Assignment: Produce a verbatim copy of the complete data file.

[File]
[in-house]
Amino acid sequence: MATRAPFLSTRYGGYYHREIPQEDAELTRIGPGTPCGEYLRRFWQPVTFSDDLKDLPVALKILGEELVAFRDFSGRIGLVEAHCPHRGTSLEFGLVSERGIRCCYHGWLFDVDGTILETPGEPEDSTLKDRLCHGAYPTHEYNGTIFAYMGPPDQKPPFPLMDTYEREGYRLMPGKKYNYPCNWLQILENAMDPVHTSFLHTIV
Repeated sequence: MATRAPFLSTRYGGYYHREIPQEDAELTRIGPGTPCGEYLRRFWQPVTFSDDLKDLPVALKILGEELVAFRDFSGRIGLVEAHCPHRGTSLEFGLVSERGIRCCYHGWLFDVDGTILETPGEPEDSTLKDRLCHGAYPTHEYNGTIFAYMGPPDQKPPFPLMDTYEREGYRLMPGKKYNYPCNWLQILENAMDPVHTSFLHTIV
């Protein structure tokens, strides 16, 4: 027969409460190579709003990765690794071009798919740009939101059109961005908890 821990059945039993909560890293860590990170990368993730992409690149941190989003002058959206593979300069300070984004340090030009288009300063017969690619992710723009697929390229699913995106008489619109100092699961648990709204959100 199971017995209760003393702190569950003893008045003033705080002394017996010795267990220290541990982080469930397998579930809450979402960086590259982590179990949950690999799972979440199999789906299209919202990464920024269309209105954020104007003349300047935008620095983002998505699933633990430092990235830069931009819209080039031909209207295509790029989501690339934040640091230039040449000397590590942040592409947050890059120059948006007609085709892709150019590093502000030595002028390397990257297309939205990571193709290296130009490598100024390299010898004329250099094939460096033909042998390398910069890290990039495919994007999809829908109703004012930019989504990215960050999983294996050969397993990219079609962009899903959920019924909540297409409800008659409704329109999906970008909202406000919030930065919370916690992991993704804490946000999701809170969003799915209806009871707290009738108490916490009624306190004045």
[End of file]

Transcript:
[in-house]
Amino acid sequence: MATRAPFLSTRYGGYYHREIPQEDAELTRIGPGTPCGEYLRRFWQPVTFSDDLKDLPVALKILGEELVAFRDFSGRIGLVEAHCPHRGTSLEFGLVSERGIRCCYHGWLFDVDGTILETPGEPEDSTLKDRLCHGAYPTHEYNGTIFAYMGPPDQKPPFPLMDTYEREGYRLMPGKKYNYPCNWLQILENAMDPVHTSFLHTIV
Repeated sequence: MATRAPFLSTRYGGYYHREIPQEDAELTRIGPGTPCGEYLRRFWQPVTFSDDLKDLPVALKILGEELVAFRDFSGRIGLVEAHCPHRGTSLEFGLVSERGIRCCYHGWLFDVDGTILETPGEPEDSTLKDRLCHGAYPTHEYNGTIFAYMGPPDQKPPFPLMDTYEREGYRLMPGKKYNYPCNWLQILENAMDPVHTSFLHTIV
């Protein structure tokens, strides 16, 4: 027969409460190579709003990765690794071009798919740009939101059109961005908890 821990059945039993909560890293860590990170990368993730992409690149941190989003002058959206593979300069300070984004340090030009288009300063017969690619992710723009697929390229699913995106008489619109100092699961648990709204959100 199971017995209760003393702190569950003893008045003033705080002394017996010795267990220290541990982080469930397998579930809450979402960086590259982590179990949950690999799972979440199999789906299209919202990464920024269309209105954020104007003349300047935008620095983002998505699933633990430092990235830069931009819209080039031909209207295509790029989501690339934040640091230039040449000397590590942040592409947050890059120059948006007609085709892709150019590093502000030595002028390397990257297309939205990571193709290296130009490598100024390299010898004329250099094939460096033909042998390398910069890290990039495919994007999809829908109703004012930019989504990215960050999983294996050969397993990219079609962009899903959920019924909540297409409800008659409704329109999906970008909202406000919030930065919370916690992991993704804490946000999701809170969003799915209806009871707290009738108490916490009624306190004045």